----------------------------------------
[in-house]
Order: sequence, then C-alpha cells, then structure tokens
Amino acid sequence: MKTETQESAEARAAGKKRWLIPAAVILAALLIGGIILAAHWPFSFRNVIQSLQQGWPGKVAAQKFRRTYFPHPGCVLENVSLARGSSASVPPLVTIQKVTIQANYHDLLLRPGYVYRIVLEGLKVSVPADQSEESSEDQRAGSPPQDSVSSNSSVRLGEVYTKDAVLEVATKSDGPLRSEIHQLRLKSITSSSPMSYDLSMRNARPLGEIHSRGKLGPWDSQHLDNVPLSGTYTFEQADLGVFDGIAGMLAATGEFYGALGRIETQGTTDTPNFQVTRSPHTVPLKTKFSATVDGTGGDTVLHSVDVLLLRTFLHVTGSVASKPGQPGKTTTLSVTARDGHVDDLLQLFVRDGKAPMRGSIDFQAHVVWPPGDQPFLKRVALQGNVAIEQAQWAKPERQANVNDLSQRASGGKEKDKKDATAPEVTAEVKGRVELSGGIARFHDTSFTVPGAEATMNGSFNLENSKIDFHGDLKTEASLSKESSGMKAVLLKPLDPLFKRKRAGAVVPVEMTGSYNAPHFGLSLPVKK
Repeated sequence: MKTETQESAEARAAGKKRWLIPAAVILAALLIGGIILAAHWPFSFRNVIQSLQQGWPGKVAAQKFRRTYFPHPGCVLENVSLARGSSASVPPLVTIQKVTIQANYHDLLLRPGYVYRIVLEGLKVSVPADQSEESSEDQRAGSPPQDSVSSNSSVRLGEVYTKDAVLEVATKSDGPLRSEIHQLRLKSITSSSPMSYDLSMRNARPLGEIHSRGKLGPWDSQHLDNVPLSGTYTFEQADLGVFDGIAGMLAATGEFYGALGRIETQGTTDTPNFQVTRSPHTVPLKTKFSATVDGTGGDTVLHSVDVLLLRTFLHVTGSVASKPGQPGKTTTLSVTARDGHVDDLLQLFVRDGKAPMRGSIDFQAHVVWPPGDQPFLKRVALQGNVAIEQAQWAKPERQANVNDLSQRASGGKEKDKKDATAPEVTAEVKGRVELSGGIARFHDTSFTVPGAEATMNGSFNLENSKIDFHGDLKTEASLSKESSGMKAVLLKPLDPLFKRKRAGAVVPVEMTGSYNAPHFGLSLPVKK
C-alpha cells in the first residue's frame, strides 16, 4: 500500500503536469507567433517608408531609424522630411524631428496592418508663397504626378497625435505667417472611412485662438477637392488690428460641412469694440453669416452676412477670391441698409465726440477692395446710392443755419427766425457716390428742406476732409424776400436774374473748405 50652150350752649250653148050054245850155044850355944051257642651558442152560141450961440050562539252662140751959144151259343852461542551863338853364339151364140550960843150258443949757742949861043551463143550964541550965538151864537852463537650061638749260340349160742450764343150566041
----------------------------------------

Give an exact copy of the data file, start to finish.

[in-house]
Order: sequence, then C-alpha cells, then structure tokens
Amino acid sequence: MKTETQESAEARAAGKKRWLIPAAVILAALLIGGIILAAHWPFSFRNVIQSLQQGWPGKVAAQKFRRTYFPHPGCVLENVSLARGSSASVPPLVTIQKVTIQANYHDLLLRPGYVYRIVLEGLKVSVPADQSEESSEDQRAGSPPQDSVSSNSSVRLGEVYTKDAVLEVATKSDGPLRSEIHQLRLKSITSSSPMSYDLSMRNARPLGEIHSRGKLGPWDSQHLDNVPLSGTYTFEQADLGVFDGIAGMLAATGEFYGALGRIETQGTTDTPNFQVTRSPHTVPLKTKFSATVDGTGGDTVLHSVDVLLLRTFLHVTGSVASKPGQPGKTTTLSVTARDGHVDDLLQLFVRDGKAPMRGSIDFQAHVVWPPGDQPFLKRVALQGNVAIEQAQWAKPERQANVNDLSQRASGGKEKDKKDATAPEVTAEVKGRVELSGGIARFHDTSFTVPGAEATMNGSFNLENSKIDFHGDLKTEASLSKESSGMKAVLLKPLDPLFKRKRAGAVVPVEMTGSYNAPHFGLSLPVKK
Repeated sequence: MKTETQESAEARAAGKKRWLIPAAVILAALLIGGIILAAHWPFSFRNVIQSLQQGWPGKVAAQKFRRTYFPHPGCVLENVSLARGSSASVPPLVTIQKVTIQANYHDLLLRPGYVYRIVLEGLKVSVPADQSEESSEDQRAGSPPQDSVSSNSSVRLGEVYTKDAVLEVATKSDGPLRSEIHQLRLKSITSSSPMSYDLSMRNARPLGEIHSRGKLGPWDSQHLDNVPLSGTYTFEQADLGVFDGIAGMLAATGEFYGALGRIETQGTTDTPNFQVTRSPHTVPLKTKFSATVDGTGGDTVLHSVDVLLLRTFLHVTGSVASKPGQPGKTTTLSVTARDGHVDDLLQLFVRDGKAPMRGSIDFQAHVVWPPGDQPFLKRVALQGNVAIEQAQWAKPERQANVNDLSQRASGGKEKDKKDATAPEVTAEVKGRVELSGGIARFHDTSFTVPGAEATMNGSFNLENSKIDFHGDLKTEASLSKESSGMKAVLLKPLDPLFKRKRAGAVVPVEMTGSYNAPHFGLSLPVKK
C-alpha cells in the first residue's frame, strides 16, 4: 500500500503536469507567433517608408531609424522630411524631428496592418508663397504626378497625435505667417472611412485662438477637392488690428460641412469694440453669416452676412477670391441698409465726440477692395446710392443755419427766425457716390428742406476732409424776400436774374473748405 50652150350752649250653148050054245850155044850355944051257642651558442152560141450961440050562539252662140751959144151259343852461542551863338853364339151364140550960843150258443949757742949861043551463143550964541550965538151864537852463537650061638749260340349160742450764343150566041